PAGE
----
Is Bitcoin the Future of Money?
To catch a glimpse of cyber-libertarianism in its natural habitat, I ventured to a December 19 holiday party organized by Cryptos.com, a business incubator for Bitcoin startups; BitcoinNYC, a meetup group; and Halfmoon Labs, which builds trading platforms. I was hoping to find some wildly anti-statist libertarians, and my hopes were further stoked by the first person I saw upon entering—a tall, skinny man with a red bow tie, the very picture of an Ayn Rand adept.
But it was not to be. Though the air wasn’t free of libertarianism, most of the partiers I talked with were interested in running Bitcoin-related businesses or speculating in the currency. Many had day jobs in tech or finance. It was mostly male (but not overwhelmingly so) and mostly white. Only one person was wearing Google Glass. From national surveys of unproved rigor, your typical Bitcoin enthusiast is a 30-ish libertarian white male—though the same survey finds 39 percent of the fan base leftish in some sense. The group at the holiday party, probably because of its business-y skew, was somewhat more diverse.
Cryptos.com founder Nick Spanos worked two cellphones. When I introduced myself and turned on my iPhone voice recorder, Spanos was not cooperative: “I don’t talk to reporters I don’t know. Turn the thing off.” After I did, he told me the place was filled with Bitcoin millionaires—ten of them under 21. When I asked what kinds of businesses they were in, he replied: “All kinds.” That was the end of the interview—a cryptopromoter for a cryptocurrency.
Another partier, Marshall Swatt, the chief technology officer at Coinsetter, a Bitcoin trading platform for institutional investors, was more helpful. Swatt told me that, after building trading platforms for established Wall Street institutions, he was looking for something more entrepreneurial. When I asked him whether Bitcoin was money or a trading asset, he said it was an open question. (In late March, the IRS ruled that Bitcoin is an asset, not a form of money, and that mining and trading gains are subject to income tax.) Bitcoin would need to develop a large consumer market to be taken seriously as currency. Swatt thinks it will: Virgin Galactic, Richard Branson’s scheme to take tycoons into space, accepts Bitcoin. But that’s by nature a small market. To get taken seriously, Swatt would love to see Bitcoin adopted by Google, Amazon, Facebook and Apple. Asked to explain its appeal, Swatt replied that it’s an “extremely well-crafted device,” secure and mobile. Unlike many Bitcoin enthusiasts, Swatt doesn’t talk trash about gold or fiat currencies—he sees it as a complement to state money. It’s deflationary like gold, but like money (and unlike gold), it’s easy to use. He predicts a trillion-dollar volume in Bitcoin someday, though with the supply so tightly limited, that would send the value of a single coin through the roof.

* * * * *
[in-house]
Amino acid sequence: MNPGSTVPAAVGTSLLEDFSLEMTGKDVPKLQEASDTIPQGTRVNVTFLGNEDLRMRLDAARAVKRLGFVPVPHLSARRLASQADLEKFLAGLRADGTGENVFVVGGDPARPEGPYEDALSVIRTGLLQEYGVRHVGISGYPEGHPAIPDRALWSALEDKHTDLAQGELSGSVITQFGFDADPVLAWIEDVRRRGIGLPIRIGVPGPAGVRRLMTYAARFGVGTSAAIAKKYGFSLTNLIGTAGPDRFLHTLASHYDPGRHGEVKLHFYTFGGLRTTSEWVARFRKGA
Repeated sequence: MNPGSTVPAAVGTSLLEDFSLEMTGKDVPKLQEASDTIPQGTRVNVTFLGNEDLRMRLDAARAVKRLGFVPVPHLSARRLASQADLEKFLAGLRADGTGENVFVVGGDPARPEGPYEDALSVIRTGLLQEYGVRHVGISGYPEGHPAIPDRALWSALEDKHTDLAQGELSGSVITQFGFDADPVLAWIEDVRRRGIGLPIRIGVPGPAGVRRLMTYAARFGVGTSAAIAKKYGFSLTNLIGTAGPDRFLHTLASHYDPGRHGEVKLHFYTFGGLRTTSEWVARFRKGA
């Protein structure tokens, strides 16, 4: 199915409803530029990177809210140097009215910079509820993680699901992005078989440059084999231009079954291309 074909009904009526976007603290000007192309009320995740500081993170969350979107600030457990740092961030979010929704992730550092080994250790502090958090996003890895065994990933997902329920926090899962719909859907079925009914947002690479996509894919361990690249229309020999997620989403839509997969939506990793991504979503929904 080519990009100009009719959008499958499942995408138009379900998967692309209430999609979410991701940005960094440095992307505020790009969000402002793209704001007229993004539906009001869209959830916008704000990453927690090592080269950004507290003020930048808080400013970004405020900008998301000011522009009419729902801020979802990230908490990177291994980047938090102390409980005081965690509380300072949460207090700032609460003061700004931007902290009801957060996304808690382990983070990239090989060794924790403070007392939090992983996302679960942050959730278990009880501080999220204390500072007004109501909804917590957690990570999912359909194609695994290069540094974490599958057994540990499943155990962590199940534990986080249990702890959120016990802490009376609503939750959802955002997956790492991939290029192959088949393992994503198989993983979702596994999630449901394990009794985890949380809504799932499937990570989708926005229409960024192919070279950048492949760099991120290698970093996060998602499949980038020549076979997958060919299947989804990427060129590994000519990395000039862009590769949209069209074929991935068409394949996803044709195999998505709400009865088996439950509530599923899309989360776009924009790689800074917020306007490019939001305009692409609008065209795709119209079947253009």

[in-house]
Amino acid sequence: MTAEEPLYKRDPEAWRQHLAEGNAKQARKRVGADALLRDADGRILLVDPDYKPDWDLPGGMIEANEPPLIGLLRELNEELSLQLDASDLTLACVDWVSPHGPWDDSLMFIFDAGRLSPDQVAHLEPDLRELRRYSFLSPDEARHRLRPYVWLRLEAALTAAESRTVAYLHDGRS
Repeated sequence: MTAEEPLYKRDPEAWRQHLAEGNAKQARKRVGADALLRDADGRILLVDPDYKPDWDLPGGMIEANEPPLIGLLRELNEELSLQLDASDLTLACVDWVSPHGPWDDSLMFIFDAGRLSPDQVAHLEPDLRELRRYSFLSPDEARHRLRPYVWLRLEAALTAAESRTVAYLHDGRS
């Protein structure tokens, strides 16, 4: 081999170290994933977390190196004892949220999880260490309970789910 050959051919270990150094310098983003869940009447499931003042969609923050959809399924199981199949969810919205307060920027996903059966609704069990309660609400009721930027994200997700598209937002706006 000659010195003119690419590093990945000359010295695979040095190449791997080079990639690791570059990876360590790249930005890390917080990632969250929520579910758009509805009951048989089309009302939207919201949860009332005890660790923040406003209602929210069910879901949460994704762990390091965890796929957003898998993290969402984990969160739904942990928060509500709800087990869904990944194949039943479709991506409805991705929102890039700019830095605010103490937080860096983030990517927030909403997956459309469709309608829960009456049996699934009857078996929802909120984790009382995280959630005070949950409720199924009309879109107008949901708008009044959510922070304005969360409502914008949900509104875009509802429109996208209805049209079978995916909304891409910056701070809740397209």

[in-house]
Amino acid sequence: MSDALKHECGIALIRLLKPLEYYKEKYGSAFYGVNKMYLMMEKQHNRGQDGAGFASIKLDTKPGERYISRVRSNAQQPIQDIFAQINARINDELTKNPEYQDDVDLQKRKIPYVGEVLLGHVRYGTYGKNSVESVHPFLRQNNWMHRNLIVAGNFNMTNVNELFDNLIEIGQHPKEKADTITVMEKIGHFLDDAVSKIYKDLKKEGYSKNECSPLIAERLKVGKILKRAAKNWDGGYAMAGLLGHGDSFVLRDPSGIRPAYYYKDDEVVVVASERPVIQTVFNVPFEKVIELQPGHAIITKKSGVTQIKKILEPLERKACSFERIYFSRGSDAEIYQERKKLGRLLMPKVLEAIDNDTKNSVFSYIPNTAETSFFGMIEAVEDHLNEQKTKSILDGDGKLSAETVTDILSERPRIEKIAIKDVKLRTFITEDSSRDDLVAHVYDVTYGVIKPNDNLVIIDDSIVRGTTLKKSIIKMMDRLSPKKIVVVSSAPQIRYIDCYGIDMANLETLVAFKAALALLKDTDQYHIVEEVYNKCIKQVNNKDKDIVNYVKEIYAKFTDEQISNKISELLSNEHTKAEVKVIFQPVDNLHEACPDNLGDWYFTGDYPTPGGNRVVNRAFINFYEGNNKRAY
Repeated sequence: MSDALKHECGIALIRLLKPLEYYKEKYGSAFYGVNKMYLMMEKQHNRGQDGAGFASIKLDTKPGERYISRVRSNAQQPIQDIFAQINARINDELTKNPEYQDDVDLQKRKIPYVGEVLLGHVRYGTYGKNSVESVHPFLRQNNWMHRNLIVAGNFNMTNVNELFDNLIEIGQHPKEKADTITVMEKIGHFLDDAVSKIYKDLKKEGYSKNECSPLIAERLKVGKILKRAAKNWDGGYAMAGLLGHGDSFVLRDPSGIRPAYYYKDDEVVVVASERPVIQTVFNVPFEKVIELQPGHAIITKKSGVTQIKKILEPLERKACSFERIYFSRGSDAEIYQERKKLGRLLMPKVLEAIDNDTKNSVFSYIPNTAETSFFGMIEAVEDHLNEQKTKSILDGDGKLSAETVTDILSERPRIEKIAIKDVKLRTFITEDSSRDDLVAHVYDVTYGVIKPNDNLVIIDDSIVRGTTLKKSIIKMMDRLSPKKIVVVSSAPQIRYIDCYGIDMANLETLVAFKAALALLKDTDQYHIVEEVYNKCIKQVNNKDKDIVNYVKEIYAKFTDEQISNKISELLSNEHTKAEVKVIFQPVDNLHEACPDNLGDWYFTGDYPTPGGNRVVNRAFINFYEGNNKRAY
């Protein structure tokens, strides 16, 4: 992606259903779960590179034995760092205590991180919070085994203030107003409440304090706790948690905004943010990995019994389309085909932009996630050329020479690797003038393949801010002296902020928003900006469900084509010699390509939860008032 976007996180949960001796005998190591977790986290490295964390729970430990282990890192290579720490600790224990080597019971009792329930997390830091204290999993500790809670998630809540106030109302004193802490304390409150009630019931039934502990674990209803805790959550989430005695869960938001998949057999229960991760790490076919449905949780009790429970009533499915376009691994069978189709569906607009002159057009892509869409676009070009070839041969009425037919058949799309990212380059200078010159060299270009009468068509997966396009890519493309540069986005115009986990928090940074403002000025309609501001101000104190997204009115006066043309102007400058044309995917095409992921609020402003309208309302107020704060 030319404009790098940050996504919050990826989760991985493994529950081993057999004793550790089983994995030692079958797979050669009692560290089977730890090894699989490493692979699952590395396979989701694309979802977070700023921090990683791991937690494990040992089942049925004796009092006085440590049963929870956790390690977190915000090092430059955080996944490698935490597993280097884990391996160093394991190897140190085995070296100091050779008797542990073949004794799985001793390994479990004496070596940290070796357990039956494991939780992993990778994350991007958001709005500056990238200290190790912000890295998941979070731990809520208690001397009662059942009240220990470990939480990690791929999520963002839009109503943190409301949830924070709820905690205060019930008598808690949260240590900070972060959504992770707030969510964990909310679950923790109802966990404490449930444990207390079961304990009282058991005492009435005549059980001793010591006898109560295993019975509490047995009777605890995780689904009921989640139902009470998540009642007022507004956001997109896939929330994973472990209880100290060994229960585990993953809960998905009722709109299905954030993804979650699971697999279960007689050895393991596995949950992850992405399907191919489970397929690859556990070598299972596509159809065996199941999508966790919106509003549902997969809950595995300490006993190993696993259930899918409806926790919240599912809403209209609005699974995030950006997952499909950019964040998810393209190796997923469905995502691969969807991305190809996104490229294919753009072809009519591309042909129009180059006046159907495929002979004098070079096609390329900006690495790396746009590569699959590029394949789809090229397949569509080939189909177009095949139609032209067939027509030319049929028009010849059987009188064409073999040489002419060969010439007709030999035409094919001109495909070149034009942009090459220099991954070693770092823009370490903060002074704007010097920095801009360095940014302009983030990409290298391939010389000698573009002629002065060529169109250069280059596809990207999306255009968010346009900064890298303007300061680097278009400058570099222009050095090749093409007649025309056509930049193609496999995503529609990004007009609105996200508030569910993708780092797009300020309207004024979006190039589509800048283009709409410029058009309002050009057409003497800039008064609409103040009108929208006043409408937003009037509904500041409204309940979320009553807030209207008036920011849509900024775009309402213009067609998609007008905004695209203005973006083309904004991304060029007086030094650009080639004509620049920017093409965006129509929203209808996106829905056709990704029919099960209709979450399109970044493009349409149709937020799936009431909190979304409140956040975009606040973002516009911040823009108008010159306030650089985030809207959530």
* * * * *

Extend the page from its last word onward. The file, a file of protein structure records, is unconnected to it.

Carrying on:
* * *
Bitcoin’s limitations as a currency may be why most of the world’s central banks have tolerated it. States are fond of their monopoly over money. Federal Reserve chair Janet Yellen said in late Feburary, right after the Mt. Gox collapse, that the Fed lacked the authority to regulate Bitcoin because it’s outside the banking system. The Danish central bank stated in a press release: “Bitcoins are not money in a proper sense as there is no issuer behind them. Instead, bitcoins display the characteristics of a commodity to which users attach value. Unlike precious metals such as gold and silver, bitcoins have no actual utility value, bearing closer resemblance to glass beads.” The bank found the market too small to worry about; all the risks are on a small number of participants. And the market is very small: the value of all bitcoins outstanding is $5.9 billion—0.05 percent the size of the US money supply (by the Fed’s M2 definition).
Two Goldman Sachs economists, Dominic Wilson and José Ursua, largely concurred with the Danish evaluation. “We would argue that Bitcoin and other digital currencies lie somewhere on the boundary between currency, commodity and financial asset. Our best definition would be that it is currently a speculative financial asset that can be used as a medium of exchange.” But they also make an important point: the peer-to-peer technology behind Bitcoin could become a model for moving money around without third-party verifiers, like banks.
Bitcoin is not without friends on Wall Street. Gil Luria of Wedbush Securities is following it; he describes the recent volatility as “extended price discovery,” which is a way of saying that no one knows what it is, what it will be or what it’s worth. His firm is selling his Bitcoin research for payment in bitcoins.
* * *